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Bull Riding — Bull riders, who might not weigh more than 150 pounds, place a flat braided rope around a bull that weighs almost 2000 pounds. The bull rope is placed around the animal, just behind its shoulders. It is then looped and threaded through itself and the cowboy wraps it around his riding hand with only his grip holding him in place. The rider relies on balance and leg strength to make the eight-second buzzer. Look for bull riders to sit up close to their bull ropes and to turn their toes out because rides are judged on the riding style of the competitor and the bucking ability of the bull.

Steer Wrestling - (aka bulldogging) is the quickest of the rodeo events. It requires strength, speed and timing. It is a timed event and cowboys compete against each other and the clock. Bulldoggers start out in the box (3-sided at the end of the arena). The steer is loaded into the chute. As soon as the cowboy nods his head, the steer is released. The steer wrestler catches up to the steer as quickly as possible, with help from his hazer, another cowboy riding on the other side of the steer to keep him running straight. The wrestler jumps off of his horse and grabs the steer, turning it flat onto the dirt and thus ending the run. The amount of time it takes him to complete this could be as fast as just 4 seconds.

Saddle Bronc Riding - This event grew naturally out of ranch cowboys breaking wild broncos in the late 1800s to use as working cow horses. Modern saddle bronc riding has a few modifications, mainly in equipment. Saddle Bronc saddles are lightweight and have no saddle horn. Cowboys use a long hack rein, attached to a halter on the horse’s head. Saddle bronc riding relies less on strength and more on timing, finesse and skill of the rider. It's a very hard event to master. Riders must hold their boots over the horses shoulder at the first jump from the chute (called the markout rule) and they must stay on for 8 seconds. The cowboy spurs from the front shoulder of the horse back to the skirt of the saddle in an arcing motion. He must constantly lift on the hack rein to keep his seat in the saddle. With all bronc events, a fleece flank strap is buckled around the flank of the animal, just snug enough to tickle. The animals, professional athletes in their own right, feel the fleece and know it’s bucking time!

Team Roping - is the only team event in rodeo. Like other rodeo events team roping grew out of the ranch chores of the past. Larger cattle would have to be constrained for branding and doctoring by two ropers due to their strength and size. Today, two cowboys (known as the header and the heeler) work together to rope the horns and the back feet of a steer. The team that finishes the fastest, wins. If they only catch one back leg, they receive a 5-second penalty to their time and if they break the barrier strip-the head start line for the steer, they are penalized 10 seconds.

Bareback Riding - is a rough and explosive rodeo event and predictably the most physically demanding of all the rodeo events. To compete, the cowboy rides with no reigns or saddle, but instead a leather rigging, which looks like a heavy piece of leather with a suitcase style handle. Riding one handed, the cowboy cannot touch the horse with his free hand and, in this event, he will lean way back onto the haunches of the horse for position. As with saddle bronc riding the mark out rule is in effect –they must have their spurs set above the shoulders when the horse jumps out of the chute or they will be disqualified. The cowboys spur the horse from shoulder to rigging, to make a qualified ride of 8 seconds. As in saddle bronc and bull riding, the animal and the rider are scored.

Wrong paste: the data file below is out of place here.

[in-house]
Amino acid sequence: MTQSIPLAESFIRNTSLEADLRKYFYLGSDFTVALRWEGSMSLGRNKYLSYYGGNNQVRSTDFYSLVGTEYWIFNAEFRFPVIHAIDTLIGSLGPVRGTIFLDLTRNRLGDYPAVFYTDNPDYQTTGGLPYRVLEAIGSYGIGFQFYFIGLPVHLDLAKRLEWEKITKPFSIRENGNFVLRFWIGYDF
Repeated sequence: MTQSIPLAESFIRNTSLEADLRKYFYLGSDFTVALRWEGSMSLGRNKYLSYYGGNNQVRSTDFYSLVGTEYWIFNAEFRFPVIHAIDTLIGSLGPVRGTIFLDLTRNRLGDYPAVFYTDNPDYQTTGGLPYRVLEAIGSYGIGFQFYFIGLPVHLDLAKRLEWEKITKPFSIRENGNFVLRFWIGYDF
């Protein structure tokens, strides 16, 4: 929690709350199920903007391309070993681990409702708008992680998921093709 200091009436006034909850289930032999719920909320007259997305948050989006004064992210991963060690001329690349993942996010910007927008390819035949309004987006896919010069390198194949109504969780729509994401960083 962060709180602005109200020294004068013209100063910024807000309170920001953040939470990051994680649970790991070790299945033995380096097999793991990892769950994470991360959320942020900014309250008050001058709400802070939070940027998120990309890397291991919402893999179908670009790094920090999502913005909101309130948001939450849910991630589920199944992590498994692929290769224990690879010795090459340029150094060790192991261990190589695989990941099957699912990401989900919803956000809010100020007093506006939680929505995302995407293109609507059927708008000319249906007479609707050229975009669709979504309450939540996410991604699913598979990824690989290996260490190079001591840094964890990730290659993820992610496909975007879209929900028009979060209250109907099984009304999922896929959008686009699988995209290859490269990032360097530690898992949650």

Barrel Racing — This event is a horse race with turns. The cowgirl’s time begins as she rides her horse across the starting line in the arena. She makes a run around three upright barrels, which are in a cloverleaf pattern, and back to the starting line where the clock stops. Tipping a barrel is permitted, but if it is knocked to the ground, a five-second penalty is added to her time. Barrel racing has no judges, which means the event has no subjective points of view. Time is the determining factor.

Calf Roping — Calf roping is an authentic ranch skill that originated from working cowboys. Once the calf has been roped, the cowboy dismounts and runs down the length of the rope to the calf. When the calf is on the ground, the cowboy ties three legs together with a six-foot pigging string. Calves are given a head start, and if the cowboy’s horse leaves the box too soon, a barrier breaks and a 10-second penalty is added to the roper’s time. In all of the timed events, a fraction of a second makes the difference between winning and losing.

Breakaway Roping is a variation of calf roping where a calf is roped, but not thrown and tied. It is a rodeo event that features a calf and one mounted rider. The calves are moved one at a time through narrow runs leading to a chute with spring-loaded doors. The horse and rider wait in a box next to the chute that has a spring-loaded rope, known as the barrier, stretched in front. A light is fastened from the chute to the calf's neck, releasing once the calf is well away from the chute and releasing the barrier, which is used to ensure that the calf gets a head start. Once the barrier has released, the horse runs out of the box while the roper attempts to throw a lasso around the neck of the calf. Once the rope is around the calf's neck, the roper signals the horse to stop suddenly. The rope is tied to the saddle horn with a string. When the calf hits the end of the rope, the rope is pulled tight and the string breaks. The breaking of the string marks the end of the run. The rope usually has a small bright flag at the end that makes the moment the rope breaks more easily seen by the timer. The fastest run wins.